New Arrival: Most recent of the foreign car arrivals in Spokane is the Borgward Isabella, a four-cylinder German make being examined here by Yvonne Hansen. The car is a two-door sedan. It also is made in a station wagon. Photo Archive/ The Spokesman-Review.
Traffic stopper: Proving that it travels on land or water, H.L. Wheatman of Seattle puts on a traffic-stopping demonstration in the Spokane River with the West German Amphicar he delivered recently to Jaremko Motors, N2020 Monroe. it is billed as "the sports car that swims." Story published March 21, 1962. Photo Archive/ The Spokesman-Review.
Kent Swigard sits in an electric CitiCar. Photo Archive/ The Spokesman-Review.
Mayor Ron Blair took a ride in electric van powered by 20 lead-acid batteries. Photo Archive/ The Spokesman-Review.
Transportation Secretary Brock Adams shows off a Research Safety Vehicle in Seattle. It is one of 13 to be built by Mini-cars, Inc., of California, under a $6 million contract. The car is designed to protect its occupants in head-on crashes at speeds of 50 mph and should get 31 miles per gallon of gas in the city and 39 miles on the highway. Photo Archive/ The Spokesman-Review.
Look! No wheel! An automobile without a conventional steering wheel? Yes, that's what Clifford Aden, procurement officer for the state patrol, is driving here. He is road testing in the Spokane area a model developed by the Ford Motor Co. and produced in limited quantity. The steering wheel is replaced by two steering knobs which can be operated with either or both hands and gives more sensitive control of the vehicle. Photo Archive/ The Spokesman-Review.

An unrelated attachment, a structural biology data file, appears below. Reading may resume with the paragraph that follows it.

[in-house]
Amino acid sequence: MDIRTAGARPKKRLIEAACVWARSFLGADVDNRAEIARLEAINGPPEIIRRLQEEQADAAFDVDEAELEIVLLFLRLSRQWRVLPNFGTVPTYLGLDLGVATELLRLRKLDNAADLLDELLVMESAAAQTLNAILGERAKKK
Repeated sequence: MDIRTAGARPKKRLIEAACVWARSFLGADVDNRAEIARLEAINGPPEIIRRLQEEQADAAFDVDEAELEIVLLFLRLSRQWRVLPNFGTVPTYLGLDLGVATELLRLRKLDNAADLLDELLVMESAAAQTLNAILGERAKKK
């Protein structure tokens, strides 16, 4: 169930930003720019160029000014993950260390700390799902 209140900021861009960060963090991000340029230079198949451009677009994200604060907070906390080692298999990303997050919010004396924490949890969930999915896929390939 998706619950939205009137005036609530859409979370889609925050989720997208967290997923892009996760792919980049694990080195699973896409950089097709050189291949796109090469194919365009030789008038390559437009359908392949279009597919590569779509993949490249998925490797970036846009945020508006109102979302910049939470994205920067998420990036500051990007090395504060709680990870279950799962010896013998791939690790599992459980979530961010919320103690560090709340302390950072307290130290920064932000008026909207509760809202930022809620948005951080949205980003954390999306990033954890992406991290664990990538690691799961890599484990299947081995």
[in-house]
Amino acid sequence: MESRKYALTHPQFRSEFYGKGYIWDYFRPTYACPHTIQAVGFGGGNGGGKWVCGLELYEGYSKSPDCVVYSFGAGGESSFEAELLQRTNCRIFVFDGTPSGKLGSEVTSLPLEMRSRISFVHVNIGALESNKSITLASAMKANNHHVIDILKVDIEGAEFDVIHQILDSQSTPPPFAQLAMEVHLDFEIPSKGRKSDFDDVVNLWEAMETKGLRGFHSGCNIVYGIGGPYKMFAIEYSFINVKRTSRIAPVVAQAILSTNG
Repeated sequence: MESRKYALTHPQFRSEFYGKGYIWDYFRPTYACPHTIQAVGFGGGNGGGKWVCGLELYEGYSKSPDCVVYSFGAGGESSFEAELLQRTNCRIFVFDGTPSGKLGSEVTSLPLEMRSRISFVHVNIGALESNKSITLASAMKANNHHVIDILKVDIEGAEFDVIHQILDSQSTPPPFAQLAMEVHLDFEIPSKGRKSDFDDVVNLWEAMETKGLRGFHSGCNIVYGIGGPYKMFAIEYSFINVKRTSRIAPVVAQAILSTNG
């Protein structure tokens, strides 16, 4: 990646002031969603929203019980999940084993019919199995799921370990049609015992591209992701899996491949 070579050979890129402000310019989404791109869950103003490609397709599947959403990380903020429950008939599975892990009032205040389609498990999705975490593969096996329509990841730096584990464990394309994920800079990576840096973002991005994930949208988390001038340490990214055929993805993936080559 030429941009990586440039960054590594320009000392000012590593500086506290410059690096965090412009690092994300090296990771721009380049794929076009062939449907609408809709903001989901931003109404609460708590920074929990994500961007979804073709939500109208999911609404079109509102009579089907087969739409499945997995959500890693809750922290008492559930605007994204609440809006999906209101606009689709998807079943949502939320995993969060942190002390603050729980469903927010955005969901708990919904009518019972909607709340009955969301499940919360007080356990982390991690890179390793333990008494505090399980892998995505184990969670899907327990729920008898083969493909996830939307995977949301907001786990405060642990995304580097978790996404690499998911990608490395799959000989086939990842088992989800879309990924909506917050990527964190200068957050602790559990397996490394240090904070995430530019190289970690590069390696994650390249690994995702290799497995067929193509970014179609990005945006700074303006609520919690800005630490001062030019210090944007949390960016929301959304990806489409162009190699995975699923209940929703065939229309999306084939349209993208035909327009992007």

Don't bother to call your nearest UFO reporting center is you see Fred Barker flying his Sky Commuter through the skies of Washington later this summer. The futuristic-looking, 14-foot-long aerocar is from Arlington, Wash., not Mars. Photo Archive/ The Spokesman-Review.
Pictured here is a Talbot "Lago," a French car. Photo Archive/ The Spokesman-Review.
This is the new four-passenger Leata Cabalero, the second auto model produced by Stinebaugh Manufacturing Co. of Post Falls, Idaho. Handcrafted and hand-built of steel and fiberglass, it has a four-cylinder engine with cast iron block. Gary L. Gockley, sales manager, says the company has phased out the first model of the Leata after selling several hundred. Don E. Stinebaugh, president of the firm, and his sons design the small cars. Photo courtesy of the Commercial Photographer. Photo Archive/ The Spokesman-Review.
Pictured here is Les Brown with his 1913 Stanley Steamer. The car runs on 400 pounds of steam pressure and can run 40 miles on a tank of water. Photo Archive/ The Spokesman-Review.
Keys to the turbine car were presented this morning to Cecil F. Innis and his wife, Ann of East 1822 40th in Spokane by A.H. Wilson, Western Area Turbine Service Coordinator, Chrysler Corp. The turbine delivery took Place at the Holiday Inn in Spokane. Pictured from left to right are: Mr. Wilson, Mr. Innis, Mrs. Innis, and Marla, age 10. Photo courtesy of Brown's Commercial Photography. Photo Archive/ The Spokesman-Review.